April 30, 2016 | Science News

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April 30, 2016

Editor's Note

Editor in Chief discusses the search for life beyond Earth.
By Eva Emerson | April 4, 2016
Magazine issue: Vol. 189, No. 9 , April 30, 2016 , p. 2

Features

Allen Telescope Array

Feature

People have been fascinated with extraterrestrials for centuries. If only aliens would get in touch.
planets

Feature

Geoscientists imagine the unearthly mechanisms that could keep alien planets habitable.
illustration of current and future exoplanet telescopes

Feature

Researchers are coming up with creative ways to pick up biosignatures in far-away planetary atmospheres.
illustration of alien microbe

Feature

Desert varnish and certain minerals hint that life — here and elsewhere — may defy current criteria.

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Editor's Note

Editor in Chief discusses the search for life beyond Earth.

Features

illustration of alien microbe
Desert varnish and certain minerals hint that life — here and elsewhere — may defy current criteria.
illustration of current and future exoplanet telescopes
Researchers are coming up with creative ways to pick up biosignatures in far-away planetary atmospheres.
planets
Geoscientists imagine the unearthly mechanisms that could keep alien planets habitable.

News

snake illustration
Scientists have reconstructed the skin coloration of a fossilized snake that’s about 10 million years old.
supernova
An exploding star in another galaxy might have been pushed over the edge by a stellar companion.
earthquake map
A new report from the U.S. Geological Survey shows an increased earthquake hazard from human activities such as the disposal of fracking wastewater.
diamond
Most diamonds form from fluids deep inside Earth’s interior that contain carbonate compounds, new research suggests.
the Carina Nebula
Sugar that forms backbone of cell machinery can form on icy grains blasted by ultraviolet light from young stars.
Thwaites Glacier in West Antarctica
Sea level rise from Antarctica’s melting ice could accelerate faster and sooner than previously thought.
People socializing
The hippocampus is a multitalented mapmaker.
Gravitational waves
In a few years, LIGO could detect hints of faint gravitational waves from black holes too far away to be seen directly.
Mouse brain cells
Nerve cell connections may be trimmed too much in early stages of Alzheimer’s.
White dwarf and Sirius
A white dwarf that has been stripped of its hydrogen and helium provides a rare peek inside the core of a dead massive star.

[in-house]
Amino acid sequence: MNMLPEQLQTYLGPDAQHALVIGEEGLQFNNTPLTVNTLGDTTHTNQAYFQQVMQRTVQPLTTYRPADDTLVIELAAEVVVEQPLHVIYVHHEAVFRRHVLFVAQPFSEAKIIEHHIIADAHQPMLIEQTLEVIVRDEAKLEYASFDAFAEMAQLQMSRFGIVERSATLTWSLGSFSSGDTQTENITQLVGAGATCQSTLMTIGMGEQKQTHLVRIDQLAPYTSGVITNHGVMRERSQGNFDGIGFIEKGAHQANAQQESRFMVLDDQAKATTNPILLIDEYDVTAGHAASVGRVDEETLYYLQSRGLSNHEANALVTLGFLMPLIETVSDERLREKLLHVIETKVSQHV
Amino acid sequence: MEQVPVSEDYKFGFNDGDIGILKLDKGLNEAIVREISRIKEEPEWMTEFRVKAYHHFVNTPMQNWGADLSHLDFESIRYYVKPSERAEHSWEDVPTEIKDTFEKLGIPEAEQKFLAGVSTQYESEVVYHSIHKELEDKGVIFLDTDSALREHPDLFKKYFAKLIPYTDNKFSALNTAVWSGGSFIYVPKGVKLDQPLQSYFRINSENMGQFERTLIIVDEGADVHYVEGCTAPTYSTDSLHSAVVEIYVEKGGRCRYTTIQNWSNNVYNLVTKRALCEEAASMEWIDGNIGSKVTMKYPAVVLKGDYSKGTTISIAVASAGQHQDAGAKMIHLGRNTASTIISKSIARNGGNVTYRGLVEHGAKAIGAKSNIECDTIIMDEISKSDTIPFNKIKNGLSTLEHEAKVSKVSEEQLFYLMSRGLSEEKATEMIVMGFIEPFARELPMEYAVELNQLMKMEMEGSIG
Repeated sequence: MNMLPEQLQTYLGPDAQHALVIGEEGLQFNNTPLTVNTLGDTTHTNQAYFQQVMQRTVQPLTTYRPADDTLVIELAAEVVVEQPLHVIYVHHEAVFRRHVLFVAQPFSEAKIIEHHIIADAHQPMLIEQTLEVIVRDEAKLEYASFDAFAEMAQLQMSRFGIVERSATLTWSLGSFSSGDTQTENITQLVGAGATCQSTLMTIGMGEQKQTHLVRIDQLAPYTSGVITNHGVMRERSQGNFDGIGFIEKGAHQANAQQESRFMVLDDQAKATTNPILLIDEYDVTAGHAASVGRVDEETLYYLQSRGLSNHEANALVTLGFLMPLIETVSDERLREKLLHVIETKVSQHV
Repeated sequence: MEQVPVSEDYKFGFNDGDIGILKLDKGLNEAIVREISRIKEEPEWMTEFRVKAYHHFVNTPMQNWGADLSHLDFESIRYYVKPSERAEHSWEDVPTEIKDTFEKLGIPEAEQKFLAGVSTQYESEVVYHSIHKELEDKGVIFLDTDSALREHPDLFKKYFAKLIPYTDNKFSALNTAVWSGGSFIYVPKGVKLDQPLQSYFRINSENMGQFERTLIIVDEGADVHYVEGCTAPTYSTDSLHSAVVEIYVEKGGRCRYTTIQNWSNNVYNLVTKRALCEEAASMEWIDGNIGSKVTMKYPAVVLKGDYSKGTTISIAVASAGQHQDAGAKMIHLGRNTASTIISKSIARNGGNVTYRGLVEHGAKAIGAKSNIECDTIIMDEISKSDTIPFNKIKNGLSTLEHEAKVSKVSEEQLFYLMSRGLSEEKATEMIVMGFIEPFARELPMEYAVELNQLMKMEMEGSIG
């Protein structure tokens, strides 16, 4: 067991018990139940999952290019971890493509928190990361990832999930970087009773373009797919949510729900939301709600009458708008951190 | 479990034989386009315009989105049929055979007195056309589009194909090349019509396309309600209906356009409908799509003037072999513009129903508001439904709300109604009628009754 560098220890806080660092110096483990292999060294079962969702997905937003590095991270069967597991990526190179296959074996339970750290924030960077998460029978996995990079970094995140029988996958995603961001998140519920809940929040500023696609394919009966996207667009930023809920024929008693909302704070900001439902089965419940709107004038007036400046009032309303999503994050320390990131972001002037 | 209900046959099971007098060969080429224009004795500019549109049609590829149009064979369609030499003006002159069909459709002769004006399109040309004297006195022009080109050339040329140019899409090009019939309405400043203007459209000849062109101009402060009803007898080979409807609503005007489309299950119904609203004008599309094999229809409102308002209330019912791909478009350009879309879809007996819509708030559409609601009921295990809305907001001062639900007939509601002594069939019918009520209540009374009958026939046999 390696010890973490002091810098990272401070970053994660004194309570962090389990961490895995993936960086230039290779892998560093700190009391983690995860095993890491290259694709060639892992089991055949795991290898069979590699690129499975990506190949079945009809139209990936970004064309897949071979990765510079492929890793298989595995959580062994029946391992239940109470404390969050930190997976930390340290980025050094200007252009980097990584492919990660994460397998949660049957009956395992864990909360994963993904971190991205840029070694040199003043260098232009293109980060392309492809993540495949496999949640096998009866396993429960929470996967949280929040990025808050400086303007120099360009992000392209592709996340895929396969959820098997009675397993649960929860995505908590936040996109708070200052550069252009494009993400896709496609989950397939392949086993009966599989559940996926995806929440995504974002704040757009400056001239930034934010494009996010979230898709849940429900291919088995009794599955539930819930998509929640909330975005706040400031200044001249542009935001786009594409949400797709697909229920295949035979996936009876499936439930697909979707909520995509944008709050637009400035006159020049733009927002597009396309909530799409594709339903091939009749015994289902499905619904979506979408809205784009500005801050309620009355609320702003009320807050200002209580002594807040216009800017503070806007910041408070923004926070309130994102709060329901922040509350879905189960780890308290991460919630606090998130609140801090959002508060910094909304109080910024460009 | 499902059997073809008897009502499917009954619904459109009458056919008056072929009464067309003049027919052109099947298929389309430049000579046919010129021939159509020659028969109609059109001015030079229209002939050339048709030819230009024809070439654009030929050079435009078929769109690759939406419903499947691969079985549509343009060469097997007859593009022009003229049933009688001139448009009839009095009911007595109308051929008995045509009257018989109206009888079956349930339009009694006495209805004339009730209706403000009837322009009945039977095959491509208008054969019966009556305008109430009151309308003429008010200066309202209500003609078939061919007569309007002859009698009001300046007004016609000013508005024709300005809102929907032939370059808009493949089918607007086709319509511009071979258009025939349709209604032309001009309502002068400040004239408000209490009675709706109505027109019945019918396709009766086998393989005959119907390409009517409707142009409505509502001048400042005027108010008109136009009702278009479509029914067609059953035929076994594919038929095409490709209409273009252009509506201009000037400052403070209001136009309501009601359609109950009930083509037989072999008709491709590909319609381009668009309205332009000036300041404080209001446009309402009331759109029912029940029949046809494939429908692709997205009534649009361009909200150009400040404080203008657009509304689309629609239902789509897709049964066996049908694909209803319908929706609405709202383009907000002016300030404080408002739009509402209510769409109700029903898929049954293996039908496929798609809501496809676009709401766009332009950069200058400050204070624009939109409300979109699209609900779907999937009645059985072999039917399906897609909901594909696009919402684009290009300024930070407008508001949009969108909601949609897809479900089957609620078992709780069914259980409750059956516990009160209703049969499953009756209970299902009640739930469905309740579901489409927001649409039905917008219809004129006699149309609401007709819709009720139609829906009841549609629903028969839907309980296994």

cyborg beetle
New beetle biobots come with speed and gait control.
Euphrates soft-shell turtle
Why did ancient Assyrians bury their dead with turtles? The reptiles may have served as symbolic protectors of the dead.
Zika structure
The newly solved structure of Zika offers scientists clues on how to combat the virus.
mouse tumor diagram
Newly designed nanoparticles deliver anticancer drugs and updates on tumor death.
MRI scans
A study on rare patients suggests that fear can take many paths through the brain.
a female burying beetle
While raising their young, burying beetle mothers produce a chemical compound that limits their male partner’s desire to mate.
girl with floating letters
Lipreading prompts activity in the brain’s listening area.
It can take more work to forget something than to remember it.
meat ants
Ants use their antennae to identify nest-mates and potential invaders. But antennae also produce the key compounds that ants use to tell friend from foe.
marijuana
Long-term, heavy pot smoking linked to financial troubles by age 38.
bats in NY with white nose syndrome
For the first time, the bat-killing white-nose syndrome shows up west of the Rockies.
drug fridge
A new drug-making system rapidly produces a variety of medications on demand.
Liang Bua Cave
Tiny Indonesian hominids disappeared earlier than thought, around 50,000 years ago.
snowshoe hare
Shorter snow seasons push climate change ahead of direct habitat loss as menace for Wisconsin snowshoe hares.

Notebook

quasar winds
In a remote galaxy, a cosmic hurricane around a supermassive black hole is driving winds at nearly 20 percent of the speed of light.
cave salamander
Something’s funny in the family tree of pale, slinky cave salamanders.
illustration of a tully monster
The identity of a 300-million-year-old enigmatic creature known as the “Tully monster” is a mystery no longer.
Bt peanut plants
Bacillus thuringiensis bacteria have provided pest-fighting toxins for over 50 years.

Reviews & Previews

Brontosaurus at Yale’s Peabody Museum of Natural History
'House of Lost Worlds' pays homage to Yale’s Peabody Museum of Natural History and to the colorful scientists who made the museum great.

Science Visualized

map of stars in Milky Way that could see Earth in front of sun
To listen for aliens, two astronomers suggest that we focus on stars whose inhabitants can see Earth periodically cross in front of our sun.